On one hike I wound up losing one of the STABILicers all together. I went back and looked for it immediately after I noticed it was lost, and also following the weekend. I never found it. The company did graciously send me a replacement pair and I thank them for that. They also sent a few pieces of hook and loop fastener and said, "Why don't you try this?" I've used them since then on an easier part of Eagles Peak and had them slip off again. I'm mainly using them on my Scarpa Mustang boots that I have been testing, but have also used them on my Hi Tec Altitude II's as well. They seem to perform about the same on each pair of boots.
Every time I have used them, they kept sliding to one side or the other on my feet. It was an easy adjustment to make, I could just push them back with the tip of my hiking pole, but I had to do this a lot. I think the small width of the traction device lent itself to this. I have also noticed when the rubber grip that holds the traction devices on my shoe gets wet, they tend to slip more. Which is kind of bad seeing how they are used for snow and ice. They also had a tendency while going down hill for the grips on the heels to slide off my feet. I didn't have a camera in the field when this happened, but here is what it looked like.
They also didn't perform well on the wind blown crusty snow. I slipped a lot on that as the cleats are not long enough to dig in. I wound up clipping these to the outside of my pack, mainly because they attract a lot of dirt.
I have not been real happy with these. However I do believe I am pushing them to their limits. On flatter surfaces they tend to do better, but I don't hike in flat areas.
I was also going to use these devices as traction devices while I fly fished in some of the local rivers. Two things have persuaded me not to do this. One is how easily these things have come off. Two is I have noticed when I step on rocks with these they make an awful noise. Something along the lines of raking your finger nails across a chalk board. This type of noise in the water does not go well with my stealth like skill I use sneaking up on the elusive trout. In other words, I make enough noise in the water, I don't need a bull horn going off in there!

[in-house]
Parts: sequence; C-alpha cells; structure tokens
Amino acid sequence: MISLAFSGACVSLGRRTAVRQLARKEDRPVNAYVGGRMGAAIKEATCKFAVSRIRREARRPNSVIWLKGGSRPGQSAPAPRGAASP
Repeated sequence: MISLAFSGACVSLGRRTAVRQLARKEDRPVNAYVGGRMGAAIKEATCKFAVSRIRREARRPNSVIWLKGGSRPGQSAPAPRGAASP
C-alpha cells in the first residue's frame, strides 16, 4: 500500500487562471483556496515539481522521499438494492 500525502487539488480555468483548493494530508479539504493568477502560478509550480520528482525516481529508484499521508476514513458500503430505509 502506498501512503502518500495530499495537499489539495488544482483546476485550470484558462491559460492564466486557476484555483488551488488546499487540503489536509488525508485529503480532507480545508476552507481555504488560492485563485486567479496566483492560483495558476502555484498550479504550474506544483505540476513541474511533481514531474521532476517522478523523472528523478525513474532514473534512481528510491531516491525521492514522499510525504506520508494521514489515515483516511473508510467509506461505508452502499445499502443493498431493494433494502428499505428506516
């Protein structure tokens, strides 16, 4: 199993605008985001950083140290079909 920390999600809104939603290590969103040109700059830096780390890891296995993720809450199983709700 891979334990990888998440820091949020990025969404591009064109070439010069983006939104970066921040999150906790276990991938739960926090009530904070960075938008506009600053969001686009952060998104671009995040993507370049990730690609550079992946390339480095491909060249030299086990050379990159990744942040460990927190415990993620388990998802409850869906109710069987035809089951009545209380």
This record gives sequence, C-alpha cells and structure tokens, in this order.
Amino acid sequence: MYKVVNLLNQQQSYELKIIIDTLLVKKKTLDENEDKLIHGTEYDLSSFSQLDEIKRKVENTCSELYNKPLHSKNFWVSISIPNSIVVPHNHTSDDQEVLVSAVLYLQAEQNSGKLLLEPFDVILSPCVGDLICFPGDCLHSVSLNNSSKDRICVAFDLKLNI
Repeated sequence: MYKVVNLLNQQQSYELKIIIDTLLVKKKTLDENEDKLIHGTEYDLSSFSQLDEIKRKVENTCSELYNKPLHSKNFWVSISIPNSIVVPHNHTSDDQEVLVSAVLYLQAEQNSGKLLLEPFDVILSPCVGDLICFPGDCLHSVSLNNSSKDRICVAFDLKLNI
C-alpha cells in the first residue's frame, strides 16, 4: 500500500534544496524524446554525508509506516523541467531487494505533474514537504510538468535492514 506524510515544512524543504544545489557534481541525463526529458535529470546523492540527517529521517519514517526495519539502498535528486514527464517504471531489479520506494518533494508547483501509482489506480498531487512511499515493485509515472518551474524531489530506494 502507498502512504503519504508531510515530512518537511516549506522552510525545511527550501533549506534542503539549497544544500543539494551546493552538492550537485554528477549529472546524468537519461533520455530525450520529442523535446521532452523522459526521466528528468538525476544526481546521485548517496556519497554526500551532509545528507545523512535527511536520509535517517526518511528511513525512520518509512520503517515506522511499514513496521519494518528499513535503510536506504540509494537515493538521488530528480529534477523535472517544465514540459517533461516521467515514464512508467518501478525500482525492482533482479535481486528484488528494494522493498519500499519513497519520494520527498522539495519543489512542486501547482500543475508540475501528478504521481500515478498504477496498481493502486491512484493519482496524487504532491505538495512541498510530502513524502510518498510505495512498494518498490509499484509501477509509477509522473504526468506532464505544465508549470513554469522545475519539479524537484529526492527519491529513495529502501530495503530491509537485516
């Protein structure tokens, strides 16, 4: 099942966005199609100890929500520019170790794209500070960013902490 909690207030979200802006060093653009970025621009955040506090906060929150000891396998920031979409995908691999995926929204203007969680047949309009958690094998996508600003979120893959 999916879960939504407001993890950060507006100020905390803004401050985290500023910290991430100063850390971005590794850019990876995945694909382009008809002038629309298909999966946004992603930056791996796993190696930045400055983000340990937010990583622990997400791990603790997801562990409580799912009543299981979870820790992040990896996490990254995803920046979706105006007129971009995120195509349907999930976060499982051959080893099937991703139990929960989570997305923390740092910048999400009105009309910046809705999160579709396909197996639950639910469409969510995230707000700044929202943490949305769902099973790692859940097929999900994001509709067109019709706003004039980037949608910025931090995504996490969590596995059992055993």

My testing strategy will be to continue to take this on each hike with me. I had to climb to 9000 feet (2743 m) to find snow on this last hike. I don't think it will be around much longer. I do have one more hike planned that could possibly have snow, that is Pikes Peak. I know that is not lite hiking and I will be pushing the traction devices way past their limit, but it may be the only snow I can find.
I wish I could tell you to check back here in two months, but seeing how there isn't much snow, you may have to wait till October 2007 for a final report.
Thanks to 32 North and BGT for allowing me to participate in this test.
PERFORMANCE IN THE FIELD
Due to the weather not co-operating and keeping the temps cold and snow on the ground through out the test period, I will have to add more information to the LTR section of this report after the 2007-2008 winter season. Please check back sometime around March 2008 for the rest.
This report was created with the BGT Report Generator.
Copyright 2007. All rights reserved.
Thanks to BackPackGearTest and Stabilicer for allowing me to participate in this test.
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Read more gear reviews by Brian Tannehill